Alabama Senate Committee Advances Bill Targeting College DEI

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The Alabama State House. (Photographer Chris Pruitt via Wikimedia Commons)

After a 90-minute public hearing on Wednesday, a bill targeting diversity, equity, and inclusion (DEI) initiatives across higher education in the state of Alabama was approved by an Alabama Senate Committee.

Senate Bill 129 would prevent leaders from requiring employees and students “affirm, adopt, or adhere” to a “divisive concept.”

Laid out in the legislation, this includes notions “that slavery and racism are aligned with the founding principles of the United States” and “that individuals, by virtue of race, color, religion, sex, ethnicity, or national origin, are responsible for actions committed in the past by other members of the same [identities],” according to the bill draft

It would also ban colleges and universities from requiring employee participation in any DEI programs. 

All state agencies and political subdivisions, including the local school board and public higher education institutions, could pursue disciplinary action, including termination, against employees if they knowingly break the law.

While Republican Sen. Will Barfoot, bill sponsor, argued that the legislation would not prevent the teaching of history, opponents disagreed. Camille Bennett, executive director of Project Say Something, a nonprofit dedicated to Black History education, said the bill would censor history, reports the Alabama Reflector, a local news outlet.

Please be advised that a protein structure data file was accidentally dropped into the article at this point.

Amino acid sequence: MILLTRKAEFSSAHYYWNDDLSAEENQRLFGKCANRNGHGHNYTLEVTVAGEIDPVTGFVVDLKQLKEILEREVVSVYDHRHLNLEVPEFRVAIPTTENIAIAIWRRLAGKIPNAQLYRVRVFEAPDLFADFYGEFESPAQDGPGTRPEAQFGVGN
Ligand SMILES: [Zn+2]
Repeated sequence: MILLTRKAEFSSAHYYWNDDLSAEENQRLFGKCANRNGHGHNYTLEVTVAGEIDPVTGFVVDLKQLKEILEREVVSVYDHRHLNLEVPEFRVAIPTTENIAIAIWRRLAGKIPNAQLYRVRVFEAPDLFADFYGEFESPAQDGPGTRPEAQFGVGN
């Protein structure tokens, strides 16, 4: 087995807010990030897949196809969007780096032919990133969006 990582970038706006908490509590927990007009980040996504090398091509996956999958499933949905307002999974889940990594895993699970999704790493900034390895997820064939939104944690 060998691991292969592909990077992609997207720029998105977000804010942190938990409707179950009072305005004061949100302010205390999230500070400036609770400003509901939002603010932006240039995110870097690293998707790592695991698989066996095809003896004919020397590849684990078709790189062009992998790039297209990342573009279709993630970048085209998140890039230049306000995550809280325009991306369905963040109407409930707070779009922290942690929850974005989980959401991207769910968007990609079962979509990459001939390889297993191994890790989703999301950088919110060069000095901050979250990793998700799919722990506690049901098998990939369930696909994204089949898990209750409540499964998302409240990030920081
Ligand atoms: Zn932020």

“How do a group of predominantly White men define divisive concepts? Were marginalized communities included in these definitions? Why does SB 129 choose not to explain why DEI is divisive? We still don’t know the reason,” she said.

The proposed Alabama law is one of the latest in a national effort to limit DEI practices at colleges and universities. Already this year, lawmakers have introduced 50 similiar bills in 20 states, according to a recent Associated Press analysis.

A number of anti-DEI bills moved through the legislative process last week, one of which is focused on preventing Kentucky institutions from requiring the statement of specific ideologies when seeking employment, job advancement, or admission, and bans the teaching of similar “discriminatory concepts.”

Nebraska lawmakers are currently reviewing two bills, one proposed to eliminate tenure and another which would ban DEI programs and offices. Indiana legislators also faced a contentious debate last week regarding Senate Bill 202, which, among other provisions, would alter tenure and promotion policies.